JOURNAL ARTICLE

Single-trial variability in event-related BOLD signals

Jeng-Ren Duann, Tzyy-Ping Jung, Wen-Jui Kuo, Tzu-Chen Yeh, Scott Makeig, Jen-Chuen Hsieh, Terrence J Sejnowski
NeuroImage 2002, 15 (4): 823-35
11906223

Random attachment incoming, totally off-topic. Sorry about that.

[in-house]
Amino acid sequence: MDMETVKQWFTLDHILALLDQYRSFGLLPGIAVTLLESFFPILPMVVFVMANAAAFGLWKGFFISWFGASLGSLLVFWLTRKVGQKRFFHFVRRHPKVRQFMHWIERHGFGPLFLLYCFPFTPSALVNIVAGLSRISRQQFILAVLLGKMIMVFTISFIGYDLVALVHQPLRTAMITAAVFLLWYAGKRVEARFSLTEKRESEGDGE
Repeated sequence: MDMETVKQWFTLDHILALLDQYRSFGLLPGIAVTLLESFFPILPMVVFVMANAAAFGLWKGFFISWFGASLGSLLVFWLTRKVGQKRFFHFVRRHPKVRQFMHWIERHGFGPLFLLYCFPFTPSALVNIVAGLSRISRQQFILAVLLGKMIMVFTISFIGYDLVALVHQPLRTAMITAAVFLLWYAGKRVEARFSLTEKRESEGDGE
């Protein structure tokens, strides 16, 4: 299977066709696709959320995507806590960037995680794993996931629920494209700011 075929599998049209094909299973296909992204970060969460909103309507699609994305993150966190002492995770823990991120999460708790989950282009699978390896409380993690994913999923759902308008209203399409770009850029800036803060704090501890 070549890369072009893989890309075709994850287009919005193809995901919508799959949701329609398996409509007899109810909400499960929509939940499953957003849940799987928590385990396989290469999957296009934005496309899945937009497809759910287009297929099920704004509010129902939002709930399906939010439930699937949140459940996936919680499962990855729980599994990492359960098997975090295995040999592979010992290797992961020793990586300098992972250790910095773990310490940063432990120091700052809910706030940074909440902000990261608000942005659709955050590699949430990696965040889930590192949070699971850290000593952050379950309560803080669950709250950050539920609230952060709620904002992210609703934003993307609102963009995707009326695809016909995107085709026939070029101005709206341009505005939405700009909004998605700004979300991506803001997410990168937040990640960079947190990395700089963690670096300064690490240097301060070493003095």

Most current analysis methods for fMRI data assume a priori knowledge of the time course of the hemodynamic response (HR) to experimental stimuli or events in brain areas of interest. In addition, they typically assume homogeneity of both the HR and the non-HR "noise" signals, both across brain regions and across similar experimental events. When HRs vary unpredictably, from area to area or from trial to trial, an alternative approach is needed. Here, we use Infomax independent component analysis (ICA) to detect and visualize variations in single-trial HRs in event-related fMRI data. Six subjects participated in four fMRI sessions each in which ten bursts of 8-Hz flickering-checkerboard stimulation were presented for 0.5-s (short) or 3-s (long) durations at 30-s intervals. Five axial slices were acquired by a Bruker 3-T magnetic resonance imager at interscan intervals of 500 ms (TR). ICA decomposition of the resulting blood oxygenation level-dependent (BOLD) data from each session produced an independent component active in primary visual cortex (V1) and, in several sessions, another active in medial temporal cortex (MT/V5). Visualizing sets of BOLD response epochs with novel BOLD-image plots demonstrated that component HRs varied substantially and often systematically across trials as well as across sessions, subjects, and brain areas. Contrary to expectation, in four of the six subjects the V1 component HR contained two positive peaks in response to short-stimulus bursts, while components with nearly identical regions of activity in long-stimulus sessions from the same subjects were associated with single-peaked HRs. Thus, ICA combined with BOLD-image visualization can reveal dramatic and unforeseen HR variations not apparent to researchers analyzing their data with event-related response averaging and fixed HR templates.

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